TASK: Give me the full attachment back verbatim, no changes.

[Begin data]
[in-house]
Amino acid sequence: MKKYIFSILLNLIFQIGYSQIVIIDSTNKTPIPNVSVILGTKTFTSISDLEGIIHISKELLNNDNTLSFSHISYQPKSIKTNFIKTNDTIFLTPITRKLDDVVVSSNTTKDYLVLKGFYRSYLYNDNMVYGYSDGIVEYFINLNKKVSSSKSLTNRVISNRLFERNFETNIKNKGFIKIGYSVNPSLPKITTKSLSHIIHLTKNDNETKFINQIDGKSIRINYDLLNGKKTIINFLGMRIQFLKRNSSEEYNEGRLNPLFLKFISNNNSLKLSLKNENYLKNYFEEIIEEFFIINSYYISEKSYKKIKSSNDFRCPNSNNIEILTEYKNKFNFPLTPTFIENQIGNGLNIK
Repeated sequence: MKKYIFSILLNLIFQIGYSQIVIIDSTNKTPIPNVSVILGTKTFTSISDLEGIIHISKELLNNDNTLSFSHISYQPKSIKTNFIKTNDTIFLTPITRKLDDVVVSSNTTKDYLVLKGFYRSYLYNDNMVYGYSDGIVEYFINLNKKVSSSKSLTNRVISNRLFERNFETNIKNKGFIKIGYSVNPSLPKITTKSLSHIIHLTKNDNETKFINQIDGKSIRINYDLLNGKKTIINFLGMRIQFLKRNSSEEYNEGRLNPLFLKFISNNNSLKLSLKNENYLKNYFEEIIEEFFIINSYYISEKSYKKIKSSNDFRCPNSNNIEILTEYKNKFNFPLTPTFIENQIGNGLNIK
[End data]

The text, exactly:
[in-house]
Amino acid sequence: MKKYIFSILLNLIFQIGYSQIVIIDSTNKTPIPNVSVILGTKTFTSISDLEGIIHISKELLNNDNTLSFSHISYQPKSIKTNFIKTNDTIFLTPITRKLDDVVVSSNTTKDYLVLKGFYRSYLYNDNMVYGYSDGIVEYFINLNKKVSSSKSLTNRVISNRLFERNFETNIKNKGFIKIGYSVNPSLPKITTKSLSHIIHLTKNDNETKFINQIDGKSIRINYDLLNGKKTIINFLGMRIQFLKRNSSEEYNEGRLNPLFLKFISNNNSLKLSLKNENYLKNYFEEIIEEFFIINSYYISEKSYKKIKSSNDFRCPNSNNIEILTEYKNKFNFPLTPTFIENQIGNGLNIK
Repeated sequence: MKKYIFSILLNLIFQIGYSQIVIIDSTNKTPIPNVSVILGTKTFTSISDLEGIIHISKELLNNDNTLSFSHISYQPKSIKTNFIKTNDTIFLTPITRKLDDVVVSSNTTKDYLVLKGFYRSYLYNDNMVYGYSDGIVEYFINLNKKVSSSKSLTNRVISNRLFERNFETNIKNKGFIKIGYSVNPSLPKITTKSLSHIIHLTKNDNETKFINQIDGKSIRINYDLLNGKKTIINFLGMRIQFLKRNSSEEYNEGRLNPLFLKFISNNNSLKLSLKNENYLKNYFEEIIEEFFIINSYYISEKSYKKIKSSNDFRCPNSNNIEILTEYKNKFNFPLTPTFIENQIGNGLNIK